AHI, apnoea-hypopnoea index; BMI, body mass index; ESS, Epworth sleepiness scale; ODI, oxygen desaturation index; OSAS, obstructive sleep apnoea; CPAP, continuous positive airway pressure.


Supported by Czech Health Research Council grant NU22-A-105.


The authors report no conflicts of interest in this work.


1. Ruan H, Xun P, Cai W, et al. Habitual sleep duration and risk of childhood obesity: systematic review and dose-response meta-analysis of prospective cohort studies. Sci Rep. 2015;2015;5:16160.

2. Garvey JF, Taylor CT, McNicholas WT. Cardiovascular disease in obstructive sleep apnoea syndrome: the role of intermittent hypoxia and inflammation. Eur Respir J. 2009;33(5):1195–1205. doi:10.1183/09031936.00111208

3. Lombardi C, Tobaldini E, Montano N, Losurdo A, Parati G. Obstructive Sleep Apnea Syndrome (OSAS) and cardiovascular system. Med Lav. 2017;108(4):276–282. doi:10.23749/mdl.v108i4.6427

4. Maas MB, Kim M, Malkani RG, et al. Obstructive sleep apnea and risk of COVID-19 infection, hospitalization and respiratory failure. Sleep Breath. 2021;25(2):1155–1157. doi:10.1007/s11325-020-02203-0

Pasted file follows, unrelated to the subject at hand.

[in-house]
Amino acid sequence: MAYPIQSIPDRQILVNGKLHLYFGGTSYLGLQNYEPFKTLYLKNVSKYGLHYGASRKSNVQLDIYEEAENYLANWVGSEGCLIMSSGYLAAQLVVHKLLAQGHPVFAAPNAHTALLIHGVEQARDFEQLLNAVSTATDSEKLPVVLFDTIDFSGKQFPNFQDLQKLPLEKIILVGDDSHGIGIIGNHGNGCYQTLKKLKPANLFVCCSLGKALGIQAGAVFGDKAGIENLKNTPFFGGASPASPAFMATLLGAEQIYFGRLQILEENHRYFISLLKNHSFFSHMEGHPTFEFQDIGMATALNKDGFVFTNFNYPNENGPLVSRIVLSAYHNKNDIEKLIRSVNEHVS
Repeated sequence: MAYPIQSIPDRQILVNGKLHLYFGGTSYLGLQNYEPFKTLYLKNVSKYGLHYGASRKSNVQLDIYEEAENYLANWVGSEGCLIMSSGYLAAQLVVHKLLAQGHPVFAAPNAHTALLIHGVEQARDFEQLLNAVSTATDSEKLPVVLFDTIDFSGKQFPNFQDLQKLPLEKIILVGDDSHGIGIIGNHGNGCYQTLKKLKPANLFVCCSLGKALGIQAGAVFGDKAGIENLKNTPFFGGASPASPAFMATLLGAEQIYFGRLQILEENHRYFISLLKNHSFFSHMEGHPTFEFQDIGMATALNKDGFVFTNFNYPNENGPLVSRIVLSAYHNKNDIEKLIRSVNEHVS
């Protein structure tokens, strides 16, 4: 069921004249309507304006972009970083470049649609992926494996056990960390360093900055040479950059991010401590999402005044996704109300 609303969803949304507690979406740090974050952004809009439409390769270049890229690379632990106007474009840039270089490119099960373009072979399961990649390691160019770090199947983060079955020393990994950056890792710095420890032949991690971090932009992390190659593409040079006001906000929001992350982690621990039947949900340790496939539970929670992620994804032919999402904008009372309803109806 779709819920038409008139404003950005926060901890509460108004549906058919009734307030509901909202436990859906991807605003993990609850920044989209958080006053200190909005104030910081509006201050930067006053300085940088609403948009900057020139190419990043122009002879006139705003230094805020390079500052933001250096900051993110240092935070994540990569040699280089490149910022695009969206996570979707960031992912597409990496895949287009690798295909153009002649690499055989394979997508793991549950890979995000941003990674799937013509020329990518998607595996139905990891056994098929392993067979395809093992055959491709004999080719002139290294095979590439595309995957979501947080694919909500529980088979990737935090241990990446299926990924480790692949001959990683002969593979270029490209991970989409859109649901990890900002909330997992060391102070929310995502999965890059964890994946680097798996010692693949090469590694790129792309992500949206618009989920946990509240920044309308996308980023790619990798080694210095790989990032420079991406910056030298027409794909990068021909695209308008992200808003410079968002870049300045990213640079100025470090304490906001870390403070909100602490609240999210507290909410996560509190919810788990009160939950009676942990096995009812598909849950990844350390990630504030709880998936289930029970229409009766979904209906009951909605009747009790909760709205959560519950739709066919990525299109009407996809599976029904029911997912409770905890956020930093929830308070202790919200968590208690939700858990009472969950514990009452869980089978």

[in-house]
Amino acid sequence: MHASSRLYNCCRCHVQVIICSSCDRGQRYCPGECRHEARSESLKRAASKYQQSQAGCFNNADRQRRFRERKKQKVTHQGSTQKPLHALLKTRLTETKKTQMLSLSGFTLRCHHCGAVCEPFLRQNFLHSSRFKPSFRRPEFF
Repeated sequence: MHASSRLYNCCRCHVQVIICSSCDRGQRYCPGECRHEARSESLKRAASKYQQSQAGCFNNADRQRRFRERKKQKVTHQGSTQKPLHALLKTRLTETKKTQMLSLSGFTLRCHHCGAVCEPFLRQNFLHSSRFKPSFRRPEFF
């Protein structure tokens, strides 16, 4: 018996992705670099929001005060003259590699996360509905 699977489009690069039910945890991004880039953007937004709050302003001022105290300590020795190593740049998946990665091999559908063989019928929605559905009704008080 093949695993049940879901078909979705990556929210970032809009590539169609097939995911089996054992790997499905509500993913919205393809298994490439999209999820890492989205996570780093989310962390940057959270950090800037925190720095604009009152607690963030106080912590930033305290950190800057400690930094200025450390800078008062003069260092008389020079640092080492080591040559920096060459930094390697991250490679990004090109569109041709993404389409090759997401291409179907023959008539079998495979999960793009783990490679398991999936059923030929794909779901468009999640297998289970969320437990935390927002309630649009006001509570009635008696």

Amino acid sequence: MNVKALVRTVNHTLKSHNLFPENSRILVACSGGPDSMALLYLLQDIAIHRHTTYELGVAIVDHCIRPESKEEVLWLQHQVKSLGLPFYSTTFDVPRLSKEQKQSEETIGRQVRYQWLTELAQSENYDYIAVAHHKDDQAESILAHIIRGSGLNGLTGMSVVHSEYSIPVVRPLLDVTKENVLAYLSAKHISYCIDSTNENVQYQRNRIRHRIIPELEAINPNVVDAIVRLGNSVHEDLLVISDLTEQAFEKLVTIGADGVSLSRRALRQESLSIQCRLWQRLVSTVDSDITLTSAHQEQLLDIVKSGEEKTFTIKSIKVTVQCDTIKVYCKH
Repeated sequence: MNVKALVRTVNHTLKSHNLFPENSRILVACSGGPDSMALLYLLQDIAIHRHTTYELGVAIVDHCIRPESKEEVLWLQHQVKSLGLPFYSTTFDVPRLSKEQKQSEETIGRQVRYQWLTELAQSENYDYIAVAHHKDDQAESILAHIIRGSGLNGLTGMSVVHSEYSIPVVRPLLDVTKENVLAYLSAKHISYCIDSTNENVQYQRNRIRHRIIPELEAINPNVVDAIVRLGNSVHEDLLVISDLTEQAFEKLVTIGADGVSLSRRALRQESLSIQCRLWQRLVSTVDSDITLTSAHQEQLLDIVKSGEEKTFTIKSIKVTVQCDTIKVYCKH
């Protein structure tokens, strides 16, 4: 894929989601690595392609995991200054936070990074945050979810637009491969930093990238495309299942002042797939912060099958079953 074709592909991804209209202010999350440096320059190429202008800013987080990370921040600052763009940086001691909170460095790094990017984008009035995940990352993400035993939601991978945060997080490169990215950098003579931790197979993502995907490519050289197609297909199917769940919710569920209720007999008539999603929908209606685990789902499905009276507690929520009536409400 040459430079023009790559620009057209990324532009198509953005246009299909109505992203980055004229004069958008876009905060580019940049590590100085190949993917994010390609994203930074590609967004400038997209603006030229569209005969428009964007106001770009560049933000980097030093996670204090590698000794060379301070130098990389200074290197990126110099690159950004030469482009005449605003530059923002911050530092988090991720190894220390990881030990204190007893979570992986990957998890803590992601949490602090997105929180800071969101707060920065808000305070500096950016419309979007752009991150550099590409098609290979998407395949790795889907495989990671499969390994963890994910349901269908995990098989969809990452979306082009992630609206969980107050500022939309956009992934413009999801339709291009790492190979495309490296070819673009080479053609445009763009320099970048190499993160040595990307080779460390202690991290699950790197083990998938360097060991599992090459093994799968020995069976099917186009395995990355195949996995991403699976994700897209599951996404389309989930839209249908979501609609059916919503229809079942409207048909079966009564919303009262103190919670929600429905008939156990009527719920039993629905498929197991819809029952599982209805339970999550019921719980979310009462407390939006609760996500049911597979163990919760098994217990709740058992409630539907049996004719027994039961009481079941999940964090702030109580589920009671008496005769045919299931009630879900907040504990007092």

5. Mashaqi S, Lee-Iannotti J, Rangan P, et al. Obstructive sleep apnea and COVID-19 clinical outcomes during hospitalization: a cohort study. J Clin Sleep Med. 2021;17(11):2197–2204. doi:10.5664/jcsm.9424

6. Wang Q, Yang L, Jin H, Lin L. Vaccination against COVID-19: a systematic review and meta-analysis of acceptability and its predictors. Prev Med. 2021;150:106694. doi:10.1016/j.ypmed.2021

7. Fiolet T, Kherabi Y, MacDonald CJ, Ghosn J, Peiffer-Smadja N. Comparing COVID-19 vaccines for their characteristics, efficacy and effectiveness against SARS-CoV-2 and variants of concern: a narrative review. Clin Microbiol Infect. 2022;28(2):202–221. doi:10.1016/j.cmi.2021.10.005

8. Giles TL, Lasserson TJ, Smith BJ, White J, Wright J, Cates CJ. Continuous positive airways pressure for obstructive sleep apnoea in adults. Cochrane Database Syst Rev. 2006;3(3):34.

9. Pedrosa RP, Drager LF, Gonzaga CC, et al. Obstructive sleep apnea: the most common secondary cause of hypertension associated with resistant hypertension. Hypertension. 2011;58(5):811–817. doi:10.1161/HYPERTENSIONAHA.111.179788